George R. Thompson, M.D.; Milovan T. Rakic, M.D.; William Martel, M.D.; John T. Hayes, M.D.
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It is generally accepted that genetic factors are important in ankylosing spondylitis, hyperuricemia, and gout. While it is probably not a unique association, to our knowledge, there are no reports of these illnesses occurring in the same patient. It therefore seems pertinent to call attention to a family in which hyperuricemia and gout, ankylosing spondylitis, and various developmental anomalies of the lower spine occurred in several members of three generations.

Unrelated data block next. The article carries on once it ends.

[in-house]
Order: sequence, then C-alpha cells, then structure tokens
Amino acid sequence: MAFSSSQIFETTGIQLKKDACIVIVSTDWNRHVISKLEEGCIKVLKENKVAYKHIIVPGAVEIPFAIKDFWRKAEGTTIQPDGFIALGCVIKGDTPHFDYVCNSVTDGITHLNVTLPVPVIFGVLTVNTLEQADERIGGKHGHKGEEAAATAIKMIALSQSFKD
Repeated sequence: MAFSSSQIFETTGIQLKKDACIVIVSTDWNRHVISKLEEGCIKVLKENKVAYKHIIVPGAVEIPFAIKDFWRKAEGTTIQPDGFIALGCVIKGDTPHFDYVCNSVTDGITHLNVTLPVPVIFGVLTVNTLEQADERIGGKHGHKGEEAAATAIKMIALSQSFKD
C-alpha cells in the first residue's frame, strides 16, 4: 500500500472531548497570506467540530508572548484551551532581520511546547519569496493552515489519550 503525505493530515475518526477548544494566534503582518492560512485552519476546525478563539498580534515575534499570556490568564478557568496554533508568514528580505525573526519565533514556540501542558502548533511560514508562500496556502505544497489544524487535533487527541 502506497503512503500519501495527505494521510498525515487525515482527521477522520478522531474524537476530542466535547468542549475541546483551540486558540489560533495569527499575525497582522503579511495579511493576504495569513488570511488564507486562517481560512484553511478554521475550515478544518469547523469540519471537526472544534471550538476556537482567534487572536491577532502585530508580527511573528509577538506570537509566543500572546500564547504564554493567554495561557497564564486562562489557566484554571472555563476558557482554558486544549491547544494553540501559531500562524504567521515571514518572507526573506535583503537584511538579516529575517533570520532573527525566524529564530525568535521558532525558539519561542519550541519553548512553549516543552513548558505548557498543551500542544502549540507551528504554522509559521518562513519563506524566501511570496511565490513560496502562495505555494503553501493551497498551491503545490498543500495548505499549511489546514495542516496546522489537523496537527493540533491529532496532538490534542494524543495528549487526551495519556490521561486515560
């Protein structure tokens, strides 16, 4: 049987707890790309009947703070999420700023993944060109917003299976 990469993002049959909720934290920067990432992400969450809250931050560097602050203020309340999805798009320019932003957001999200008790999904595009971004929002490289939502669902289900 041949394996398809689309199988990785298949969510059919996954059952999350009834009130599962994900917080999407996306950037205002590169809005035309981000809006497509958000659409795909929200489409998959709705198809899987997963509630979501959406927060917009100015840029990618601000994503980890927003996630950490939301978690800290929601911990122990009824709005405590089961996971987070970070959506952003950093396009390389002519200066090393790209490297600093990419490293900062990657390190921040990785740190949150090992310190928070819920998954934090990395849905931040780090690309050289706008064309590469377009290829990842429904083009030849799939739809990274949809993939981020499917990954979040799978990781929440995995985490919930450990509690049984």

The propositus, a 44-year-old man, had tophaceous gout, ankylosing spondylitis, and a transitional lumbosacral vertebra with spine bifida. Of his eight children, two had ankylosing spondylitis, one of whom also
Thompson GR, Rakic MT, Martel W, et al. Ankylosing Spondylitis, Hyperuricemia, and Anomalies of the Lumbosacral Junction: A Family Study.. Ann Intern Med. 1964;60:315. doi: https://doi.org/10.7326/0003-4819-60-2-315_1
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Published: Ann Intern Med. 1964;60(2_Part_1):315.
Infectious Disease, Rheumatology.
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